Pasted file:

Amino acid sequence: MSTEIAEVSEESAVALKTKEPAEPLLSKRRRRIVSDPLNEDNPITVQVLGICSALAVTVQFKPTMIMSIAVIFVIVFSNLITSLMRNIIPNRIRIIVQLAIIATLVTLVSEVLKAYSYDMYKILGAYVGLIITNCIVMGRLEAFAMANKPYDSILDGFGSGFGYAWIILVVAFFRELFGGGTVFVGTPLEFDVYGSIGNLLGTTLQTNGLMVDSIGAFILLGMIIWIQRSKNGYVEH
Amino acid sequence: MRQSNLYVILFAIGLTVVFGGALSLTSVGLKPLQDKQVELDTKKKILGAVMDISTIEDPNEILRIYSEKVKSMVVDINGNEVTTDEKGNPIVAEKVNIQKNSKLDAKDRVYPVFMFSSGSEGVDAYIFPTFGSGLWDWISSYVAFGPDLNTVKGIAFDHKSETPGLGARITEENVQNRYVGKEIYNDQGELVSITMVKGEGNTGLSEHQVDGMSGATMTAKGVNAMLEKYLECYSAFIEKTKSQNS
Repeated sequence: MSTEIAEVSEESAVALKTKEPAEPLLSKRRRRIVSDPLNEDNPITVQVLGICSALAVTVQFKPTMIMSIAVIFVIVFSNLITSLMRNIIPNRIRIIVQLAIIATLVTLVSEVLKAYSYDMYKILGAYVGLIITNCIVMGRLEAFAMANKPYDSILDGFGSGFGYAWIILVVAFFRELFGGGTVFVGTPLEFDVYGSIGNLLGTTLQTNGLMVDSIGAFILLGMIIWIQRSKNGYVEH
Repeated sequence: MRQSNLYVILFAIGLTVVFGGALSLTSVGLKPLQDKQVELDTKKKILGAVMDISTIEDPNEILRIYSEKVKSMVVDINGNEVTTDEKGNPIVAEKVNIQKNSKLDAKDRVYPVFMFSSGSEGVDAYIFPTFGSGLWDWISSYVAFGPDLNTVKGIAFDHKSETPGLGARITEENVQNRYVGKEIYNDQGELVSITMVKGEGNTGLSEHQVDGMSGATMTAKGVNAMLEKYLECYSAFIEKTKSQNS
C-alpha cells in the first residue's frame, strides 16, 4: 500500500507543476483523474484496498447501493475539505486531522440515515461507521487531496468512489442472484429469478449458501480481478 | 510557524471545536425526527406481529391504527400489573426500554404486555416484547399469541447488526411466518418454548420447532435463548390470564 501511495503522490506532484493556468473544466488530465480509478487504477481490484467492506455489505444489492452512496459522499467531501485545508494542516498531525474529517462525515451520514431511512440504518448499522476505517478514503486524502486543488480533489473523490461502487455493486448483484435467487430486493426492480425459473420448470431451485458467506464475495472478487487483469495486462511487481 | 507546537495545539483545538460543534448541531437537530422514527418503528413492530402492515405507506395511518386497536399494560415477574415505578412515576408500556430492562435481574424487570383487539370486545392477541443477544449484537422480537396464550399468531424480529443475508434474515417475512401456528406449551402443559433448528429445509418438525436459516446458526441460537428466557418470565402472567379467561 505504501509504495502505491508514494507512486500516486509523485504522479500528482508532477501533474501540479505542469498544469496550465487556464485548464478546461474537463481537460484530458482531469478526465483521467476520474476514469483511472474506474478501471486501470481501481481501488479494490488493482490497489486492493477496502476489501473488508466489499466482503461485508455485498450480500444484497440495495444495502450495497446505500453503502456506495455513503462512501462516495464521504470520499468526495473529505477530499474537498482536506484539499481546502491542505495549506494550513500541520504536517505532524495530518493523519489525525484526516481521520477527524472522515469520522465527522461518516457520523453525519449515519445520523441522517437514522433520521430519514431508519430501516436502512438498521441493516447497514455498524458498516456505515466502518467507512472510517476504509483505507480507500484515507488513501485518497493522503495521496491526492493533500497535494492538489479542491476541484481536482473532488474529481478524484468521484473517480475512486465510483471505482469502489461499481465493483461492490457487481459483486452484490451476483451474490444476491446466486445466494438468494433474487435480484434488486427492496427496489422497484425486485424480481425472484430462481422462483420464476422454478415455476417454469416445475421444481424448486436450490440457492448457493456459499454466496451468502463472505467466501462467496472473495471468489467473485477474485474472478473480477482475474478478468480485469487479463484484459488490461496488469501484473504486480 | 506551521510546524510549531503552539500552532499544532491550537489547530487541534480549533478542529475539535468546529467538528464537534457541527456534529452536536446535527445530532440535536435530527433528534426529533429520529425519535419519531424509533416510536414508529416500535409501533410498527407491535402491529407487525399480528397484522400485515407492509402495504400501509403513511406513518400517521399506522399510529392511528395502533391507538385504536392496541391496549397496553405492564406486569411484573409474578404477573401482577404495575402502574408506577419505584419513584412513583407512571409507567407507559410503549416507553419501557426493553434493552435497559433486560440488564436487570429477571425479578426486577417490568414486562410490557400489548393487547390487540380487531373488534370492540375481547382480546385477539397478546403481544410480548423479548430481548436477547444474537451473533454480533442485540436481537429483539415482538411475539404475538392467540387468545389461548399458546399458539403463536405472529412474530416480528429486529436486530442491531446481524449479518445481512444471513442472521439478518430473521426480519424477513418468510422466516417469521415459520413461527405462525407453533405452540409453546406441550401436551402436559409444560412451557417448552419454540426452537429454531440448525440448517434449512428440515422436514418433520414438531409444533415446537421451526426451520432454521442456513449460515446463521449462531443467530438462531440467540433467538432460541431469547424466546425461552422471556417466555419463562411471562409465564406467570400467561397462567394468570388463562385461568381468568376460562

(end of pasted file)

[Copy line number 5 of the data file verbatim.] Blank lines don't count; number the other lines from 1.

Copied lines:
C-alpha cells in the first residue's frame, strides 16, 4: 500500500507543476483523474484496498447501493475539505486531522440515515461507521487531496468512489442472484429469478449458501480481478 | 510557524471545536425526527406481529391504527400489573426500554404486555416484547399469541447488526411466518418454548420447532435463548390470564 501511495503522490506532484493556468473544466488530465480509478487504477481490484467492506455489505444489492452512496459522499467531501485545508494542516498531525474529517462525515451520514431511512440504518448499522476505517478514503486524502486543488480533489473523490461502487455493486448483484435467487430486493426492480425459473420448470431451485458467506464475495472478487487483469495486462511487481 | 507546537495545539483545538460543534448541531437537530422514527418503528413492530402492515405507506395511518386497536399494560415477574415505578412515576408500556430492562435481574424487570383487539370486545392477541443477544449484537422480537396464550399468531424480529443475508434474515417475512401456528406449551402443559433448528429445509418438525436459516446458526441460537428466557418470565402472567379467561 505504501509504495502505491508514494507512486500516486509523485504522479500528482508532477501533474501540479505542469498544469496550465487556464485548464478546461474537463481537460484530458482531469478526465483521467476520474476514469483511472474506474478501471486501470481501481481501488479494490488493482490497489486492493477496502476489501473488508466489499466482503461485508455485498450480500444484497440495495444495502450495497446505500453503502456506495455513503462512501462516495464521504470520499468526495473529505477530499474537498482536506484539499481546502491542505495549506494550513500541520504536517505532524495530518493523519489525525484526516481521520477527524472522515469520522465527522461518516457520523453525519449515519445520523441522517437514522433520521430519514431508519430501516436502512438498521441493516447497514455498524458498516456505515466502518467507512472510517476504509483505507480507500484515507488513501485518497493522503495521496491526492493533500497535494492538489479542491476541484481536482473532488474529481478524484468521484473517480475512486465510483471505482469502489461499481465493483461492490457487481459483486452484490451476483451474490444476491446466486445466494438468494433474487435480484434488486427492496427496489422497484425486485424480481425472484430462481422462483420464476422454478415455476417454469416445475421444481424448486436450490440457492448457493456459499454466496451468502463472505467466501462467496472473495471468489467473485477474485474472478473480477482475474478478468480485469487479463484484459488490461496488469501484473504486480 | 506551521510546524510549531503552539500552532499544532491550537489547530487541534480549533478542529475539535468546529467538528464537534457541527456534529452536536446535527445530532440535536435530527433528534426529533429520529425519535419519531424509533416510536414508529416500535409501533410498527407491535402491529407487525399480528397484522400485515407492509402495504400501509403513511406513518400517521399506522399510529392511528395502533391507538385504536392496541391496549397496553405492564406486569411484573409474578404477573401482577404495575402502574408506577419505584419513584412513583407512571409507567407507559410503549416507553419501557426493553434493552435497559433486560440488564436487570429477571425479578426486577417490568414486562410490557400489548393487547390487540380487531373488534370492540375481547382480546385477539397478546403481544410480548423479548430481548436477547444474537451473533454480533442485540436481537429483539415482538411475539404475538392467540387468545389461548399458546399458539403463536405472529412474530416480528429486529436486530442491531446481524449479518445481512444471513442472521439478518430473521426480519424477513418468510422466516417469521415459520413461527405462525407453533405452540409453546406441550401436551402436559409444560412451557417448552419454540426452537429454531440448525440448517434449512428440515422436514418433520414438531409444533415446537421451526426451520432454521442456513449460515446463521449462531443467530438462531440467540433467538432460541431469547424466546425461552422471556417466555419463562411471562409465564406467570400467561397462567394468570388463562385461568381468568376460562